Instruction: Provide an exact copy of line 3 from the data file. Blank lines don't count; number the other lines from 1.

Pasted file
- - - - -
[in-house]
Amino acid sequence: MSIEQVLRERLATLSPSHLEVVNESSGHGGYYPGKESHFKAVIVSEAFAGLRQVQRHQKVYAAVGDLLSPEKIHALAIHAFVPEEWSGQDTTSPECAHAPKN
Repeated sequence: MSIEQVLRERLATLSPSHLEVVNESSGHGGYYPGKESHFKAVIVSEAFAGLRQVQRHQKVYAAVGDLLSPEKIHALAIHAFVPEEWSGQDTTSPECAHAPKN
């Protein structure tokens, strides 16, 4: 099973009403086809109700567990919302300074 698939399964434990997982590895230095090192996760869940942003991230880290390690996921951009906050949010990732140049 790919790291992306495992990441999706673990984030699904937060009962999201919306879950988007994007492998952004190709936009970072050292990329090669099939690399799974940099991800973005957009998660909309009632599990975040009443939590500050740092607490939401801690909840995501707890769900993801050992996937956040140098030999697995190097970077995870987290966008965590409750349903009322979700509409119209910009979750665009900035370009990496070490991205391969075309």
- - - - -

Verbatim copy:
Repeated sequence: MSIEQVLRERLATLSPSHLEVVNESSGHGGYYPGKESHFKAVIVSEAFAGLRQVQRHQKVYAAVGDLLSPEKIHALAIHAFVPEEWSGQDTTSPECAHAPKN